Wednesdays, April 20 to June 22 (no class 5/11), 7-9:30 p.m. East Bay $315 members/$345 non-members
"When I was sixteen I jumped out of a second story window into a snow bank, wearing only a belly-dancer’s costume and body make-up," says instructor Karen Bjorneby. "I turned that one anecdote from my life into a story titled, Christmas Bombings, 1972. You too have similar anecdotes – the story you tell at a party (or the one you overhear!) But how do you make the leap from anecdote — or simply from your imagination — to a full-fledged story? How do you stretch and twist the truth into something even better – what should or could have happened, but didn’t! How do you create a fictional world so real your readers see, smell, feel and taste what you’ve written? How do you create characters so compelling the reader just has to know more about them? How do you keep the reader eagerly turning the pages? How do you write an ending that echoes in the reader’s mind long after he or she has put down the story?
This workshop will help you find your artistic strengths while giving you the tools you need to sculpt a solid piece of work. We’ll mine your funny, frightening, or poignant anecdotes for story material. We’ll practice working with the elements of fiction: setting, character, point of view, plot – and learn how to manipulate these elements. Each week, we’ll discuss each other’s work to discover and encourage each writer’s individual talents and to learn how to critique helpfully. Through these discussions, you’ll build up your own story-editor abilities so you can read your work with a sharp, critical eye. Karen will also give individual feedback to each student.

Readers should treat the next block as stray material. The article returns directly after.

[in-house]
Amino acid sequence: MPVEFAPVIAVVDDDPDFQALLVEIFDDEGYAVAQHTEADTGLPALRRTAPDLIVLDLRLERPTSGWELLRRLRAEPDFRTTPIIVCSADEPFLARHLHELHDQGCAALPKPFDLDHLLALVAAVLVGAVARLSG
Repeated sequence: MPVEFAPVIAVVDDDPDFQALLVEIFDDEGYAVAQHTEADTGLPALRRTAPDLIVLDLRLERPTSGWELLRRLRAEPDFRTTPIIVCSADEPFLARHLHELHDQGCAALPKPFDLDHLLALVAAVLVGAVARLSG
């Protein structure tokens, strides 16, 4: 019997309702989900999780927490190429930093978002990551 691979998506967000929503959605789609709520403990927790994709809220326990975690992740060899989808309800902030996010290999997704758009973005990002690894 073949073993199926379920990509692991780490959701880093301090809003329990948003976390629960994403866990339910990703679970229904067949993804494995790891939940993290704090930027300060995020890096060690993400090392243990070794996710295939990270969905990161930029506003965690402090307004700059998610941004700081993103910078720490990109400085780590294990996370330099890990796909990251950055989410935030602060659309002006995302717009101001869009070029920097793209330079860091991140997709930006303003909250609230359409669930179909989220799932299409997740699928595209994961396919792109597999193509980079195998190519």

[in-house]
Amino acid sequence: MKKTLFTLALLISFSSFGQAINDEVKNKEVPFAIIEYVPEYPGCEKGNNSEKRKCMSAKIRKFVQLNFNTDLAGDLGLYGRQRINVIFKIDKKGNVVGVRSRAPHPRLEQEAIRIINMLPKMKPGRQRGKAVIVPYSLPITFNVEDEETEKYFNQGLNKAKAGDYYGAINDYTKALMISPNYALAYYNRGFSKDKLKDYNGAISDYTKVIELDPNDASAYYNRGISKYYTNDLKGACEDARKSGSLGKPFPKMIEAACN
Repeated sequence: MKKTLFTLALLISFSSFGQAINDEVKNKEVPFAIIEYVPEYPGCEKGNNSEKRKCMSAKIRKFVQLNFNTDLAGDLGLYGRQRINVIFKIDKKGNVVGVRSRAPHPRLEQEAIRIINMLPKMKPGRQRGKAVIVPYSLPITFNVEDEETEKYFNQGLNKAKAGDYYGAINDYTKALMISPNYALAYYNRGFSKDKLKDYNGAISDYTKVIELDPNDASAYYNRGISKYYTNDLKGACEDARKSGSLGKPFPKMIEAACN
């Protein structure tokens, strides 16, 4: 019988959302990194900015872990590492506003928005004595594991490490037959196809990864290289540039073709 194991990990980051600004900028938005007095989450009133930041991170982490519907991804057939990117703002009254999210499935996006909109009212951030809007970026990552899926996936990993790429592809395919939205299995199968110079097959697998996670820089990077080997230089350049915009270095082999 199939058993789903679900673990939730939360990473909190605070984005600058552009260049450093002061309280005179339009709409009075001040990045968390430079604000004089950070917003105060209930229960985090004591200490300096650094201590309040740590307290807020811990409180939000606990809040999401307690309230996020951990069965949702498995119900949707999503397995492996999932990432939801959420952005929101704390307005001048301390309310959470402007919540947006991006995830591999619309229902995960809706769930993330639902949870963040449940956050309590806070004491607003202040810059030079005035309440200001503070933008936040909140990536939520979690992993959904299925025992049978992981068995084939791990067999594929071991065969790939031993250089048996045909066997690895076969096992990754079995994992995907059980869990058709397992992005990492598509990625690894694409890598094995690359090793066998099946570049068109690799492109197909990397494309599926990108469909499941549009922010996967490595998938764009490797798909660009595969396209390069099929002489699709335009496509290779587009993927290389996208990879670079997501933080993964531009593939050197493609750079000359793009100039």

Karen Bjorneby started writing by participating in workshops just like this one. She is the author of Hurricane Season: Stories from the Eye of the Storm (Sourcebooks, 2001), which received a Foreword Honorable Mention as best independent/university press short story collection of the year at Book Expo America. She has received a Pushcart Special Mention, two other Pushcart nominations, a National Magazine Award nomination, and she was named a Tennessee Williams Scholar at the Sewanee Writers’ Conference. Her fiction and poetry have appeared in nearly two dozen publications including The Threepenny Review, The North American Review, New Letters, StoryQuarterly, Confrontation, The New Orleans Review, The Nebraska Review, and The Sun.